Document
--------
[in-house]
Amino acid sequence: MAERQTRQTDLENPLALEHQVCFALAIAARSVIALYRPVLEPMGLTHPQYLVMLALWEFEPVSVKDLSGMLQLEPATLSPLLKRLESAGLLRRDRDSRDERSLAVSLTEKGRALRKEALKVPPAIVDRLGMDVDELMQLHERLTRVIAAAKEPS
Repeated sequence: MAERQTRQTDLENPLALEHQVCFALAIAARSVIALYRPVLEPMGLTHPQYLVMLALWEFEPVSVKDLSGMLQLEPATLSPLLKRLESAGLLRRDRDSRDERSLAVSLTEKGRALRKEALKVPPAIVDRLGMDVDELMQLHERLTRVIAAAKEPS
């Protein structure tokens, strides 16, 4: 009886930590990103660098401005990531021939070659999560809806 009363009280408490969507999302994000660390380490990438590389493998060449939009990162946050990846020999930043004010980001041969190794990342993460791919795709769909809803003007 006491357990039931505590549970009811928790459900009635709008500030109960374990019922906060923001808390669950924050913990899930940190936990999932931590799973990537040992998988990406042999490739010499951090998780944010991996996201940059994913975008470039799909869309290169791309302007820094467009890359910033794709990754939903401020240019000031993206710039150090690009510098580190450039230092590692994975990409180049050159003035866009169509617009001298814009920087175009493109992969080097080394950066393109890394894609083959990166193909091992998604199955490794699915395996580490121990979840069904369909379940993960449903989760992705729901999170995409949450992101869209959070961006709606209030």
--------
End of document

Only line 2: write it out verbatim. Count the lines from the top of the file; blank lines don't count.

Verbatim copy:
Amino acid sequence: MAERQTRQTDLENPLALEHQVCFALAIAARSVIALYRPVLEPMGLTHPQYLVMLALWEFEPVSVKDLSGMLQLEPATLSPLLKRLESAGLLRRDRDSRDERSLAVSLTEKGRALRKEALKVPPAIVDRLGMDVDELMQLHERLTRVIAAAKEPS